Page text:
Wombats might have a reputation as comical, clumsy creatures – but you would not be laughing if you came across an oversized, 2.8-tonne version.
Australian scientists unveiled the biggest-ever graveyard of an ancient rhino-sized mega-wombat called diprotodon, with the site potentially holding valuable clues on the species’ extinction.
The remote fossil deposit in outback Queensland state is thought to contain up to 50 diprotodon skeletons including a huge specimen named Kenny, whose jawbone alone is 70 centimetres (28 inches) long.
Lead scientist on the dig, Scott Hocknull from the Queensland Museum in Brisbane, said Kenny was one of the largest diprotodons he had ever seen and one of the best preserved specimens.
Pigeon-toed and with a backward-facing pouch large enough to carry an adult human, Hocknull likened diprotodon to ‘a cross between a wombat and a bear but the size of a rhinoceros’.
The deposit contained the largest concentration of mega-wombat fossils ever discovered and could hold important clues on how the diprotodon lived and what caused it to perish, he said.
‘When we did the initial survey I was just completely blown away by the concentrations of these fragments,’ he told AFP by telephone from the far-flung desert dig site, which he estimated at between 100,000-200,000 years old.
‘It’s a paleontologists’ goldmine where we can really see what these megafauna were doing, how they actually behaved, what their ecology was.
‘With so many fossils it gives us a unique opportunity to see these animals in their environment, basically, so we can reconstruct it.’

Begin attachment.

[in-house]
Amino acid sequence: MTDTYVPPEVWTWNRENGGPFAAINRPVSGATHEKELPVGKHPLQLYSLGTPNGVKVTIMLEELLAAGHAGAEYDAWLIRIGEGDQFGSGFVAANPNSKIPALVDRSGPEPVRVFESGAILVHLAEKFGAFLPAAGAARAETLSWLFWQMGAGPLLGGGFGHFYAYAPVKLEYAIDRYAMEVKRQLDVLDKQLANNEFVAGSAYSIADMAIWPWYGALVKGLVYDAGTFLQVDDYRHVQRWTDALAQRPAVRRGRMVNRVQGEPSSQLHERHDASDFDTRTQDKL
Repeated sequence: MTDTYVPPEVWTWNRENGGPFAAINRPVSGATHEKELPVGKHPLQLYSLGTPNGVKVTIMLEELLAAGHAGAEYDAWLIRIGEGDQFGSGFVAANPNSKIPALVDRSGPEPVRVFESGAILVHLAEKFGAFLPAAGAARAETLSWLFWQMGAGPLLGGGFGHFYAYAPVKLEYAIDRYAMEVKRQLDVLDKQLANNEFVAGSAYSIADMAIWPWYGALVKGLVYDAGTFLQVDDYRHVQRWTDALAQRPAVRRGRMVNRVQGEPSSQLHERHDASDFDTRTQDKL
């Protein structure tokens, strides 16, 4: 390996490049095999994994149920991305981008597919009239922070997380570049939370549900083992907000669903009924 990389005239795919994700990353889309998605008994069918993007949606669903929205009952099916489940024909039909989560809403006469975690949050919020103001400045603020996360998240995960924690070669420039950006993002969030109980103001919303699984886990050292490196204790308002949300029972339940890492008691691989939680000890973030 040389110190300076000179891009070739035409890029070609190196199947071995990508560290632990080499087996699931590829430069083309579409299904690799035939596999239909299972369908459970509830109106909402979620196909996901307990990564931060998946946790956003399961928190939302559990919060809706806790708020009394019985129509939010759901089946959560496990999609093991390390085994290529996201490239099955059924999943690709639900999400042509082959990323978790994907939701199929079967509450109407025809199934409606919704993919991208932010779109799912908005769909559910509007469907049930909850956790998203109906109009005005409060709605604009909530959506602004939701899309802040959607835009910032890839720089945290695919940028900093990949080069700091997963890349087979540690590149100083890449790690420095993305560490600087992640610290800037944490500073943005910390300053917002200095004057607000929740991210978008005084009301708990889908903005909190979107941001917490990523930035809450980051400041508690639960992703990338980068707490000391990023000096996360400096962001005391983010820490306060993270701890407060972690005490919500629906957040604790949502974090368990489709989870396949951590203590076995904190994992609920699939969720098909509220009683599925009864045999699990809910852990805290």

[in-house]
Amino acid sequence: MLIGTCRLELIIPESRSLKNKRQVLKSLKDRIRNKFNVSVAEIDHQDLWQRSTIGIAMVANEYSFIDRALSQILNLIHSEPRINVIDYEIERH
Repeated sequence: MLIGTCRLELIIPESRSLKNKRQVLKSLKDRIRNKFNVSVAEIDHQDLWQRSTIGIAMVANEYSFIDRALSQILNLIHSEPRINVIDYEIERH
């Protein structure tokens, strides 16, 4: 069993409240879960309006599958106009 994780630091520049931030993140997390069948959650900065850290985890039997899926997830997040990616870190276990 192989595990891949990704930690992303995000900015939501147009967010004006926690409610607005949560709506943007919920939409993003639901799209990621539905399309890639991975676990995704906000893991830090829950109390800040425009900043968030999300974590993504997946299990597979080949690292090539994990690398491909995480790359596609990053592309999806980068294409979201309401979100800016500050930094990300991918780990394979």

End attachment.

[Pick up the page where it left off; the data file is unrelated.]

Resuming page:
The mega-wombats appeared to have been trapped in boggy conditions at the site after seeking refuge there from extremely dry conditions during a period of significant climate change in ancient Australia, he added.
Diprotodon, the largest marsupial ever to roam the earth, weighing up to 2.8 tonnes, lived between two million and 50,000 years ago and died out around the time indigenous tribes first appeared.
Human and climate triggers for its disappearance are hotly debated.
A huge array of other animal bones have also been found at the site, including the teeth of a six-metre long venomous lizard called megalania and the teeth and bony back-plates of an enormous ancient crocodile.
‘We’re almost certain that most of these carcasses of diprotodon have been torn apart by both the crocodiles and the lizards, because we’ve found shed teeth within their skeletons from both animals,’ Hocknull said.
Towering super-kangaroos up to 2.5 metres tall called protemnodon have also been discovered at the location, along with the remains of tiny frogs, rodents and fish — an important find in what is now an extremely arid region.
‘Very little is known about arid zone fish and their evolution, and finding a fossil record for them is amazing,’ said Hocknull.
A relative of the modern-day wombat, the herbivorous diprotodon was just one of a host of megafauna to roam ancient Australia including the tree-sized kangaroos and gigantic crocodiles.
Megafauna are thought to have evolved to such large sizes to cope with inhospitable climates and food scarcity, with fossils found in Australia of prehistoric emus, tree-dwelling crocodiles and carnivorous kangaroos.